By Craig Buckler

Webmail Security Breaches Continue

By Craig Buckler

webmail security breachesIt’s been a tough week for the large webmail providers. Up to 30,000 email addresses and passwords from GMail, Hotmail, Yahoo Mail, AOL, Comcast and Earthlink accounts were posted online at a number of sites including

Although some of the accounts on the list appeared to be old, unused or incorrect, many have been confirmed as genuine. Google, Microsoft and Yahoo are continuing to advise users to change their passwords if they think their account has been compromised.

It should be noted that none of the webmail systems has been hacked or exploited. The majority of webmail systems are secure; they have been run successfully for many years without major security breaches. Most security experts suspect the account details were collated using phishing attacks. However, the scale of the problem has led some to believe that key-logging malware could be to blame.


Unfortunately, the problem has become self-propagating and account breaches could increase exponentially. Online security company Websence has identified a sharp increase in the number of spam emails being sent from GMail, Hotmail, and Yahoo accounts. Hackers and cyber-criminals are using the webmail systems to send further phishing emails to real address book contacts.

Although duped users tend to be IT novices, the rise of webmail systems has inevitably exacerbated the issue. Many people use several accounts; it’s easy to send an email to a GMail user stating that an important message is waiting in their Hotmail account and provide a helpful link to the log on page.

Is there a solution? User education will obviously help but, for inexperienced clients, perhaps you could consider installing a standard POP3/IMAP email client on their PC? They won’t have the benefits of remote access, but they need never know their email password.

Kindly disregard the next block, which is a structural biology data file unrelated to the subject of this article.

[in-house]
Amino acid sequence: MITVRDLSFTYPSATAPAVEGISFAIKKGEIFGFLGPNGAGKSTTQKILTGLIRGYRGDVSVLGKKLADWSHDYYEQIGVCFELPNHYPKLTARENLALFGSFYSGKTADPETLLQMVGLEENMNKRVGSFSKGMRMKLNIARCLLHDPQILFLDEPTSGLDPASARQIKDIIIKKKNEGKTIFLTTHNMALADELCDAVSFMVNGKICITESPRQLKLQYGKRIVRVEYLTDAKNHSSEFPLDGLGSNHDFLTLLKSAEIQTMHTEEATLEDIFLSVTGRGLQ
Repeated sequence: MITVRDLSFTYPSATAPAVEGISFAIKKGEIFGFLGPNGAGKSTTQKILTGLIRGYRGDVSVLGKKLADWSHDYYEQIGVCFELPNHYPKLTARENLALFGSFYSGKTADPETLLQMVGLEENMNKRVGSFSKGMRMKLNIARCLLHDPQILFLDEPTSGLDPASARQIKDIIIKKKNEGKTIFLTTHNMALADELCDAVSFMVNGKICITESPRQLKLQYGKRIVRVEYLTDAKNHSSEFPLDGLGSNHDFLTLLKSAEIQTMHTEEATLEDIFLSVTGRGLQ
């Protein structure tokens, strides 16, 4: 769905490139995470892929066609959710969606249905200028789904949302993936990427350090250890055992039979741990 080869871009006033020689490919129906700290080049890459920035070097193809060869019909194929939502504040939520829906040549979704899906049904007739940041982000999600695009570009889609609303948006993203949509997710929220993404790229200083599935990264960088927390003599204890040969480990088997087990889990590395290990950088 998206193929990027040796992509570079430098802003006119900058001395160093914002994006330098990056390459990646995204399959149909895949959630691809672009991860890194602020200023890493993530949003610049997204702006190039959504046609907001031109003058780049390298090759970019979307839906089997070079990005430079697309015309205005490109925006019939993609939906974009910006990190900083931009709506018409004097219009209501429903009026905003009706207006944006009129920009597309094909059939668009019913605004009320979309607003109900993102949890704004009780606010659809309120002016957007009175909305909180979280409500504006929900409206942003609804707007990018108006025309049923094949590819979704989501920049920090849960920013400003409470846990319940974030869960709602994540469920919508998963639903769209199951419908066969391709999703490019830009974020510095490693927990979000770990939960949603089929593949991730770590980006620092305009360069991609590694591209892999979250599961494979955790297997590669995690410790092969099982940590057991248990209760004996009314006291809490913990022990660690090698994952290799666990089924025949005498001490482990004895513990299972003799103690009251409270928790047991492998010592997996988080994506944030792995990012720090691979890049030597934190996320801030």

Have you or any of your clients had a webmail account compromised?

  • My220x

    I’m surprised that a number of people fall for it. I guess what happened is peoples computer got infected with a virus, spyware what ever and their computers have been changed to redirect, whatever to a fake phishing page.

  • fattyjules

    I’ve just installed LastPass, and it’s fabulous (I’m in no way connected to them).

    I’ve now updated all my web accounts with different hard-to-brute-force passwords. I don’t need to remember any of them; as long as I have my LastPass details, I’m set, even when I’m away from my normal computer.

    Now, if any of these sites are compromised, any credentials discovered can’t be used to get into any of my other accounts, which previously had similar username/password combinations.

  • markfiend

    Prompted by this story, I wrote a quick-and-dirty password generator in Python. It generates the same random-looking password if given the same inputs.

  • Anonymous

    I just use Password as my Password. Nobody would be as stupid as me to guess it…..

  • Beth in Austin

    I’m not a novice and haven’t fallen for any phishing email, however, I recently had my yahoo email account breached. It seems to have happened when I logged into webmail while on unsecured wireless at a coffee shop. Ironically, I logged in so I could retrieve an email that would allow me to log onto the shop’s network.

    Getting into my yahoo account allowed them to use the “forgot my password” feature of eBay and they hijacked that account and changed email & shipping info so I didn’t know they were making purchases with it. eBay let me know something was up.

    My password was not the strongest it could be, but also wasn’t that bad. All passwords have now been upgraded to top strength, but I’m wondering if that’s good enough. How do you prevent someone from getting this information when on unsecured wireless? It’s not like you can totally avoid the situation. It’s part of modern work life now.

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